Capital Gains Tax (CGT) is a tax on the profit (known as a gain) you make when you sell or otherwise dispose of an asset.

Only the gain, not the proceeds is taxed.

For CGT purposes you are considered to have disposed of an asset when you cease to own it. This includes if you:

  1. sell it

  2. make a gift of it

  3. transfer it to someone else

  4. exchange it for something else

  5. receive compensation for it

Not every disposal attracts CGT. For example -

  1. when somebody dies and their assets pass to their personal representatives or

  2. where shares are disposed of in exchange for other shares (and HMRC approval is obtained).

EXAMPLE :    If you bought Apple Inc. stock in May 2012 for £8,500 and sold the stock in September 2020 for £13,200 your basic gain would be £4,700.

If you have capital gains, you may have to fill in the capital gains pages. You do not have to fill them in if the total disposal proceeds in the 2019/20 tax year were less than £48,000 and your chargeable gains (before losses) were below £12,000.

Otherwise you must fill in the capital gains pages. You must also fill them in if you want to claim an allowable loss.

The the rate of CGT is either 10%, 18%, 20% or 28%, depending on your total income and the type of gains in the year.

You must pay CGT on all your chargeable gains if you are tax resident in the UK.

If you leave the UK you are still potentially liable for CGT for up to 5 years on assets which were held at the time of leaving the UK. After April 2015 expats are chargeable on gains arising from a UK residential property, regardless of how long they have been non-resident.

In certain circumstances you may not have to pay CGT on gains arising on assets abroad if you are not domiciled in the UK.

From April 2020 all capital gains arising on the sale of UK residential property must be disclosed within 30 days of the sale date and any CGT must be paid by the same date. Details of how to report and pay the CGT are at

Most assets, tangible or otherwise, which are capital in nature are likely to give rise to a capital gain or loss on disposal. Some common examples are -


        Land and Buildings

        Business assets, such as goodwill

The following are the most common assets which are exempt from CGT -

  1. private cars

  2. personal effects worth £6,000 or less when you dispose of them (these are called chattels)

  3. Savings certificates, Premium Bonds and British Savings Bonds

  4. gains made within a Personal Equity Plan (PEP)

  5. bonuses from tax exempt special savings accounts (TESSAs)

  6. UK government stocks (gilts)

  7. personal injury compensation

  8. foreign currency for you or your family's personal use

  9. life assurance policies and deferred annuity contracts, unless purchased from a third party.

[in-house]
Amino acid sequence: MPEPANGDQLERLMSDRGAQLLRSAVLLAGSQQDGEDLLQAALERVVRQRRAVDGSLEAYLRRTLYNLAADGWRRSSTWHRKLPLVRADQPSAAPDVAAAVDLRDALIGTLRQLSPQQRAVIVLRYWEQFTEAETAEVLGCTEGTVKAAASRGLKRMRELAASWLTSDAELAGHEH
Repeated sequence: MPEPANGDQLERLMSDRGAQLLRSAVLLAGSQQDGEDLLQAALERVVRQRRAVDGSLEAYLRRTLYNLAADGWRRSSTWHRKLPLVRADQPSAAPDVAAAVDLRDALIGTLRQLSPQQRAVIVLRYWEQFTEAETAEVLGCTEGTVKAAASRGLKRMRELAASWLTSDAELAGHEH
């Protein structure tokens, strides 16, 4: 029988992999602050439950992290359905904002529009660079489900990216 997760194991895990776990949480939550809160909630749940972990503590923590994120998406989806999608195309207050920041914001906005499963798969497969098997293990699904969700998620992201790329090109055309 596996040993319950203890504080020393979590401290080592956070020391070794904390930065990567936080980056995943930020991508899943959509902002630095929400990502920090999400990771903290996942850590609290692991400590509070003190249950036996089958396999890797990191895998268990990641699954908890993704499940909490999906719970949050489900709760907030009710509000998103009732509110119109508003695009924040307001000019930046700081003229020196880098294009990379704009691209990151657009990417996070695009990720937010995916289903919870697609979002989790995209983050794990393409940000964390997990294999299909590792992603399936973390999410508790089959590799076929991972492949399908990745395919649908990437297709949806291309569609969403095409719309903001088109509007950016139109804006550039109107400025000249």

10. betting, lottery or pools winnings

  11. SAYE terminal bonuses

  12. compensation for mis-sold pensions taken out as result of disadvantageous advice given between 29 April 1988 and 30 June 1994

  13. any asset whose disposal is chargeable to income tax (such as some share options)

Transfers between husband and wife can be a good CGT planning tool for married couples.

If you transfer an asset to your spouse and you are living together, you will not be taxed. Instead any gain or loss is deferred until the asset is disposed of by your spouse. Your spouse may then pay tax on any gain made during the whole time that both of you have owned the asset.

So, for example, a person who was about to dispose of shares for £38,000 and which would produce a gain of £15,000 would normally pay CGT on gains of £3,000 (after the exemption of £12,000) in 2019/20.

However, if that person transferred half of the shares to their spouse before disposal - so that they each had proceeds of £19,000 and gains of £7,500 - there would be no CGT to pay as each would have gains below their exempt limit.

Normally, capital losses may only be set against capital gains. Losses incurred in one year may be carried forward indefinitely until they are used.

However, if you have losses from the disposal of certain unlisted shares, you may be able to make a claim to set those losses against your income, rather than your gains.

The basic idea is that the original cost of an asset is deducted from the sale proceeds (net of the costs of sale) to give the gain. Sometimes market value has to be substituted for the original cost.

There are extensive help sheets on the HMRC website.

Capital Gains Tax

What is capital gains tax?

Do I need to disclose a capital gain on my tax return?

Who pays CGT?

What assets attract CGT?

What happens if I transfer an asset to my spouse?

Can I set my CGT losses against my income?

How do I calculate my capital gains?

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